In her article, the Vice Dean spoke of clients becoming more and more frustrated by the time and increased costs of taking a case to court. She commented on delays in and interruption of court cases, and anger expressed when clients are told to “go away” because there is no judge to hear a case. These are not new criticisms, of course; indeed, the immediate past Lord President, Lord Gill, was even more trenchant when proposing his court reforms.
The Vice Dean offers a “confidential, flexible, faster and bespoke” solution, with “more control than ever before”, the provision of specialist assistance from members of Faculty, online help and no more “hanging around”. Her answer is a new arbitration scheme.
There is no doubt that clients are looking for alternatives to court. That is a phenomenon experienced around the world. And it’s not just about cost and time, although these are important to many. It’s also about not handing over representation and decision-making to a third party. Credible research shows that more commercial people and professionals wish to retain the final say over what happens to their dispute or claim. They wish to treat these in the same way as they do the rest of their business. But handing over to a third party (judge or arbitrator) to adjudicate inevitably leads to uncertainty. The same applies to lay people too.
There is nothing new in this. Most disputes are resolved without the involvement of lawyers, even before courts are called upon. Most disputes referred to lawyers are resolved by them without resort to court or another third party. That is because negotiation is nearly always the preferred route and most people are well able to negotiate their own outcomes for themselves or with professional help. Courts and arbitrators are generally a last resort.
We need to do more to encourage negotiation. I sense that lawyers are much more skilled at negotiation than they used to be (although, anecdotally, negotiation remains under-taught at law schools in Scotland). It is well-recognised in many jurisdictions, including the US, that if party to party negotiation fails or gets stuck, it can be extended with real value by employing a mediator to help the parties to continue to negotiate.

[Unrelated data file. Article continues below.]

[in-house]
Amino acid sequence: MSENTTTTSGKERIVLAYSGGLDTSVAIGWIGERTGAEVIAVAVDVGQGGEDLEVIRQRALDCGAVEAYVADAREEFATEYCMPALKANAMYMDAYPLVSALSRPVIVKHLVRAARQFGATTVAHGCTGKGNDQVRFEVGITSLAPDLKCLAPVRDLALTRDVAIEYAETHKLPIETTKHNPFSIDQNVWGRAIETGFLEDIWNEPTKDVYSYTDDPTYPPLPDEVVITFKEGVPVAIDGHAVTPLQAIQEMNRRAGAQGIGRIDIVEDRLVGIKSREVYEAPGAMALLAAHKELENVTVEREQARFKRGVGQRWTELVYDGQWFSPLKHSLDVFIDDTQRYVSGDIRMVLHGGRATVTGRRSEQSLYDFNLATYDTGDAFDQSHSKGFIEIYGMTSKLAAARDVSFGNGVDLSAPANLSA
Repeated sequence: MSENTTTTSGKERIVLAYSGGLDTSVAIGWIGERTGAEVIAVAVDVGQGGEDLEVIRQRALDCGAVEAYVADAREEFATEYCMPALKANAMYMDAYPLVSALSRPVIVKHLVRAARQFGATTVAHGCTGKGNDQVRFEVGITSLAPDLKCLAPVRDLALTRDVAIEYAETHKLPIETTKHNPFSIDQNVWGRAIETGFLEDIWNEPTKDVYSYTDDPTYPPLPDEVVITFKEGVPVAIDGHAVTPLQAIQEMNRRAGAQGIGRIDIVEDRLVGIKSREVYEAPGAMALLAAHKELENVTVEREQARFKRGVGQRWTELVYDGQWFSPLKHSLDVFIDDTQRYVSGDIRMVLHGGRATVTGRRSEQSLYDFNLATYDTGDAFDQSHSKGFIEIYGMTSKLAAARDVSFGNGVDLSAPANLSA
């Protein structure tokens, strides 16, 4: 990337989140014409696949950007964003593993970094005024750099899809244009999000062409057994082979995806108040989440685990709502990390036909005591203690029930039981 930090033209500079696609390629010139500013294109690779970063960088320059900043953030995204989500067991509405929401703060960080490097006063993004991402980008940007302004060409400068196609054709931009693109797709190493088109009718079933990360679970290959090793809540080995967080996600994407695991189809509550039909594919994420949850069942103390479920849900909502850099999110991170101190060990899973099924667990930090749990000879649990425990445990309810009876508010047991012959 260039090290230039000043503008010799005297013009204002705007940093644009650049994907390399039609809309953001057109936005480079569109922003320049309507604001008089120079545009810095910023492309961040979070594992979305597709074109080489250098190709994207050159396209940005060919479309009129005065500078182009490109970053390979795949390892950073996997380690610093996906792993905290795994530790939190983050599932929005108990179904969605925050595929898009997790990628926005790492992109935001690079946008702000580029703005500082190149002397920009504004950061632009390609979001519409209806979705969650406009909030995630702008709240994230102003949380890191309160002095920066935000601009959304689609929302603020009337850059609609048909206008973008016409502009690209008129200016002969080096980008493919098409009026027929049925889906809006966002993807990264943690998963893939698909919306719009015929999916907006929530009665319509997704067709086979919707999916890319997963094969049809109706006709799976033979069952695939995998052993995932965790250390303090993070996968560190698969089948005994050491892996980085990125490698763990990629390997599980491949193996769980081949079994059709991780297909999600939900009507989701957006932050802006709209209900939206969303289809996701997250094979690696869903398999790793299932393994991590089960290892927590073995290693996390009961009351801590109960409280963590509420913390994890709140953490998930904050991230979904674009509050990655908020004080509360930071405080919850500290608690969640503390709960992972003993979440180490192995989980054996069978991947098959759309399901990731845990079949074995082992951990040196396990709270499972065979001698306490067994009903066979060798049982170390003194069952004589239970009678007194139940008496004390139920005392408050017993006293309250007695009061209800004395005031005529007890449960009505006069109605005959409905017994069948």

Most mediations lead to a satisfactory resolution. Not a panacea but a sensible, constructive outcome which meets the realistic monetary and non-monetary, legal and non-legal needs, both present and future, of those involved.
Writing about this 10 or 15 years ago, it might have been said that mediation was untried in Scotland. However, while it remains hard to quantify numbers, there are probably many more disputes resolved in Scotland these days by mediation than by arbitration. It is well tested and, for many, well trusted.
In the US, Tom Stipanowich, Chair in Dispute Resolution and Professor of Law at Pepperdine University, the leading School of Law for dispute resolution, has expressed reservations about arbitration, referring to research showing a “dramatic fall-off’ in its use, alongside increasing use of mediation. But the real point is the changing face of dispute resolution generally, a point made last year in these pages by David Christie of Robert Gordon University.
Stipanowich notes that many companies now use approaches focused on more strategic management of conflict, in a manner more reflective of business priorities. These include targeted “early neutral evaluation” that promotes settlement and more “effective case management”, and integrated systems for managing workplace conflict. Such approaches “represent a significant step beyond reactive and reflexive advocacy”.
So, this is not about one thing or the other. There will continue to be a limited use of courts. Arbitrators will also have a role. Mediation will continue to grow. And we all owe it to those with disputes to help them to manage and resolve these quickly, cost-effectively and, above all, in ways which meet their real needs.
John Sturrock QC is Chief Executive of Core Solutions Group